5 ICC Press Release, Communications Received by the Office of the Prosecutor of the ICC (July 16, 2003).

6 For general information about the UN peacekeeping and peace–building efforts in the DRC, see the Web site of the UN Mission in the Democratic Republic of Congo, <http://www.monuc.org>.

7 Communications Received by the Office of the Prosecutor of the ICC, supra note 5.

8 Id.

9 ICC Press Release, Prosecutor Receives Referral of the Situation in the Democratic Republic of Congo (Apr. 19, 2004)Google Scholar.

10 ICC Press Release, The Office of the Prosecutor of the International Criminal Court Opens Its Investigation (June 23, 2004)Google Scholar.

11 ICC Press Release, Prosecutor of the International Criminal Court Opens an Investigation into Northern Uganda (July 29, 2004)Google Scholar.

12 See supra note 4.

13 ICC Press Release, Prosecutor Receives Referral Concerning Central African Republic (Jan. 7, 2005)Google Scholar.

14 See Human Rights Watch, Scars of Death: Children Abducted by the Lord’s Resistance Army in Uganda (1997). Human Rights Watch materials are available at the organization’s Web site, <http://www.hrw.org>.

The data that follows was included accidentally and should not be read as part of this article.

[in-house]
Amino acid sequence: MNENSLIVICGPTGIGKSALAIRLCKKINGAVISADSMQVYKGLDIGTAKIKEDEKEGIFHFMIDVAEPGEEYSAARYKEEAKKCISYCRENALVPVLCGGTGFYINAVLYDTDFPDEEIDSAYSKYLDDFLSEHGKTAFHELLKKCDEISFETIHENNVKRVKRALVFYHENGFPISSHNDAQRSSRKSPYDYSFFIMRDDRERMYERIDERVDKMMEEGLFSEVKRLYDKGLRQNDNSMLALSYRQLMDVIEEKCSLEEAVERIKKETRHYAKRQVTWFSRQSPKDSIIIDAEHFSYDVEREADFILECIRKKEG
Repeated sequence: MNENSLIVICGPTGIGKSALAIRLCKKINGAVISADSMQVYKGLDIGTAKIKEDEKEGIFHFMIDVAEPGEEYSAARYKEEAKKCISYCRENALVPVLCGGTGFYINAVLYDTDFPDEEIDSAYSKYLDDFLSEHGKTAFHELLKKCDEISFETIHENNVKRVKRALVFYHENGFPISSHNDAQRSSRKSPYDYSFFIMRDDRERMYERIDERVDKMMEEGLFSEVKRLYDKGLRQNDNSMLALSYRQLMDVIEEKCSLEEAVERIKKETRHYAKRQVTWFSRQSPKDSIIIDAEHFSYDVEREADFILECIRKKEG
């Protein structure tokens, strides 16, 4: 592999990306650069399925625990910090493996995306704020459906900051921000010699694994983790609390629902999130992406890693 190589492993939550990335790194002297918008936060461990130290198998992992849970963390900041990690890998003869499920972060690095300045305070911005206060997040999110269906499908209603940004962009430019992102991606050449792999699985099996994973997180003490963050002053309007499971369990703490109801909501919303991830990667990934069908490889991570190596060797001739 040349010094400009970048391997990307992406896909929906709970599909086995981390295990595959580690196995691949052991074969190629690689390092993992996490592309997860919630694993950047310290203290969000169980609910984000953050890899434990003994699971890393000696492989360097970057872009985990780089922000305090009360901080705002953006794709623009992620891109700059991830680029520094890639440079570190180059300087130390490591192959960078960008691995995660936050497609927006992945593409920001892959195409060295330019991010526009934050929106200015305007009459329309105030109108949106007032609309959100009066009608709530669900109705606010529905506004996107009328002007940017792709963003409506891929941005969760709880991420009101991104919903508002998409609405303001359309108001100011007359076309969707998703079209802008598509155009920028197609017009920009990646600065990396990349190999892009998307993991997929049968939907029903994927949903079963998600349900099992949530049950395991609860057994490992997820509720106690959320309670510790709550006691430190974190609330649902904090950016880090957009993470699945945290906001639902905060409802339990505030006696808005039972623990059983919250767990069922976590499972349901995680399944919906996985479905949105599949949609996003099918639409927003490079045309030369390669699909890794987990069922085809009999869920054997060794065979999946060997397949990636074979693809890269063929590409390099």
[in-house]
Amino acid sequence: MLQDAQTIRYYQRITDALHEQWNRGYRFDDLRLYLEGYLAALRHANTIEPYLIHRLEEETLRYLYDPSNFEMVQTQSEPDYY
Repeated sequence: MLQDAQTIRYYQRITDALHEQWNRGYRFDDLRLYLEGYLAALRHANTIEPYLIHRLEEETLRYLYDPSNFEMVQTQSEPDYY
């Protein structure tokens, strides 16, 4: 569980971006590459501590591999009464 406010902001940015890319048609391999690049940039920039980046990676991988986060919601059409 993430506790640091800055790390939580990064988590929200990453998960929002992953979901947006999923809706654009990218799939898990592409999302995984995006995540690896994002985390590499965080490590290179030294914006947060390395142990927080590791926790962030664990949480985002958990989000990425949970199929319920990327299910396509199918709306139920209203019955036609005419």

15 UN High Commissioner for Human Rights, Report on the Mission Undertaken by Her Office, Pursuant to Commission Resolution 2000/60, to Assess the Situation on the Ground with Regard to the Abduction of Children from Northern Uganda, paras. 12–13, UN Doc. E/CN.4/2002/86 (2001) [hereinafter UNHCHR Report on Uganda], available at <http://www.ohchr.org/english/>; see Human Rights Watch, Stolen Children: Abduction and Recruitment in Northern Uganda 4 (2003)Google Scholar [hereinafter Stolen Children]; Human Rights First, Background on the Conflict in Northern Uganda (n.d.), at <http://www.humanrightsfirst.org/international_justice/regions/uganda/uganda.htm>.